Women in film
Representation of women filmmakers in the international arena is considerably low compared to that of their male counterparts. Film festivals are constantly under scrutiny for this lack of equivalence. The film industry seems to be fumbling in the dark when it comes to ensuring gender parity. There are some film festivals specifically for women while some others keep a separate “Women Filmmakers Section.” Whether these efforts ensure more female participation or create separate standards for women is something to ponder upon.
The film world seems to have jolted out of a stupor with the onset of the #MeToo movement. As if to make amends for letting such abuse go unnoticed, the Academy of Motion Pictures invited new female members and nominated more women for the Oscars in the above-the-line categories such as directing and cinematography. Top film festivals like the Cannes, the Berlinale, the Venice and the Locarnoalmost simultaneously signed a “Gender Parity Pledge” last year that aims at better gender representation and transparency by 2020.
Bangladesh is a long way from signing the “50-50 by 2020” pledge. There is no women’s film festival at the moment. One such festival took place twice (in 2013 and 2015) sponsored by a certain fairness cream, which lacked adequate involvement of known industry figures. Needless to say, the festival discontinued. However, Dhaka International Film Festival has been regularly hosting a Women Filmmakers Section for around 15 years. Even the jury board of this section is always all-women.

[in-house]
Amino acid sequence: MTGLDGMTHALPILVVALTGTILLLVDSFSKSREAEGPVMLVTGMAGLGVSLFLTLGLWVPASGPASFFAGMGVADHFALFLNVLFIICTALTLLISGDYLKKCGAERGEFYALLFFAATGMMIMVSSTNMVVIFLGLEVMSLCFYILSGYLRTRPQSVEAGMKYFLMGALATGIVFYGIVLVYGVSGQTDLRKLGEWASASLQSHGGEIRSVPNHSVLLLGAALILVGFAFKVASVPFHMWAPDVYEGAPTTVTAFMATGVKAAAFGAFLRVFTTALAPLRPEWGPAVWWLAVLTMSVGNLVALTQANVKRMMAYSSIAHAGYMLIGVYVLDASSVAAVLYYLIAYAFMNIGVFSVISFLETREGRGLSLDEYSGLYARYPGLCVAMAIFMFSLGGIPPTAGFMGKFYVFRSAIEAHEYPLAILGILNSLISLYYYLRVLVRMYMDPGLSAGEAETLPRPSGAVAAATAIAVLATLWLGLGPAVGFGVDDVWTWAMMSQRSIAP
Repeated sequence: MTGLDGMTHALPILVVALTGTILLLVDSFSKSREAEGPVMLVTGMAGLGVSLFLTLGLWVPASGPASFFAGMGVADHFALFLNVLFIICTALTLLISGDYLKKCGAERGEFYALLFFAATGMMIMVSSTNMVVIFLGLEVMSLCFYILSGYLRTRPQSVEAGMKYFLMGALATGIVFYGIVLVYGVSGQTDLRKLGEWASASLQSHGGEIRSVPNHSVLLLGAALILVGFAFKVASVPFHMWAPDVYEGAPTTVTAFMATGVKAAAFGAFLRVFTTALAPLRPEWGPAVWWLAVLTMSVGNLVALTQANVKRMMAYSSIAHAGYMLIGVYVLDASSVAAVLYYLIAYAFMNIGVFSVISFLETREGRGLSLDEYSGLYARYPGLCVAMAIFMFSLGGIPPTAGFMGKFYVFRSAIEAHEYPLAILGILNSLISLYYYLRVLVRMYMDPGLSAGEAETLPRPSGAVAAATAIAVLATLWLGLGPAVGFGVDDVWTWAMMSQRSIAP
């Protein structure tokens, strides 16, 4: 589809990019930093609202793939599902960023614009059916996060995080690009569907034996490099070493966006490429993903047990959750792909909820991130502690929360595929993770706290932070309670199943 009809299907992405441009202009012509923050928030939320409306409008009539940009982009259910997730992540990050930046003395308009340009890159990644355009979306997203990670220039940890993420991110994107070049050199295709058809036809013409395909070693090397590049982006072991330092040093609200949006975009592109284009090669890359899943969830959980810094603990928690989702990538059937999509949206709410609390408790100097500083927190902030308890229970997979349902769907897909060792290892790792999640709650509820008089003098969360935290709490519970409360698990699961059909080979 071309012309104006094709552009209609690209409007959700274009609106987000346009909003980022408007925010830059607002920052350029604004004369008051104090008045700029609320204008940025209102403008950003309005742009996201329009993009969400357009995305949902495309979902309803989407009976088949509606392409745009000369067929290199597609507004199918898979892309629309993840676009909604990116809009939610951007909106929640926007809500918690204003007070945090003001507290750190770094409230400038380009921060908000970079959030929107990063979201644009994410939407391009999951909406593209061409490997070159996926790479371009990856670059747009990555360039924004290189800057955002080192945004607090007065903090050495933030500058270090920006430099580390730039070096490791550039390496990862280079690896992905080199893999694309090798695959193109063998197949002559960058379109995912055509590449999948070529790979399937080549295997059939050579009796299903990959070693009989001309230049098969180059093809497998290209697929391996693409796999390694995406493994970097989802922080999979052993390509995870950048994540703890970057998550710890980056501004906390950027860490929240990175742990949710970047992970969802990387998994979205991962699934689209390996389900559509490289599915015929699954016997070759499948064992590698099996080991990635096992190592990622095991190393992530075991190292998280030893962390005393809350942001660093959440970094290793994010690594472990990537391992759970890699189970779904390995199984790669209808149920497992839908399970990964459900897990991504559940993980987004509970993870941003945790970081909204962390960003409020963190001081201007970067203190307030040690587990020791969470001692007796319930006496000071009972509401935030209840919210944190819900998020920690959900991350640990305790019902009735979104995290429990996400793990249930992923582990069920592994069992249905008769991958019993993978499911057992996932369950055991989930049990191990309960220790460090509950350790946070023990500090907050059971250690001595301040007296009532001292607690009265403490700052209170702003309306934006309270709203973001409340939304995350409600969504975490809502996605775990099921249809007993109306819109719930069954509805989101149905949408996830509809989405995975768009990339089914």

It is debatable whether a separate section for women filmmakers was necessary because they performed well enough even without the extra push. If we look at the audience favorites at this year’s DIFF, we see a heightened presence of women. Films, such as, Isolation, Debi, Komola Rocket, Rong Beronger Korhi, Hridoyer Rong Dhonu, Ek Je Chhilo Raja, Botol Bhoot, Rising Silence, and Khejdi, saw a packed audience. These films have strong female representation both on and off screen. Botol Bhoot is directed by Meher Afroz Shaon, Rising Silence is directed by Leesa Gazi and “Debi” is produced by Jaya Ahsan.
This is not to say that an extra push is not welcome. Women filmmakers face a range of hurdles merely for being women. Many of these obstacles came up in diverse discussions at the 5th Women in Cinema Conference, which is an integral part of the DIFF. Women from all over the world presented academic papers and shared their professional experiences of working in the film industry at this conference. Topics ranged from patriarchy in cinema and female gaze to emerging women filmmakers and what we are doing to fight gender disparity in films. Sydney Levine, Aparajita Ghosh, Maja Bogojevic, Dr Debjani Halder, and Dr Gitiara Nasreen (all women) presented keynote papers at the conference.
It is hard to say how women filmmakers fared, compared to their male counterparts at this festival since most films by female directors were stacked in a separate category.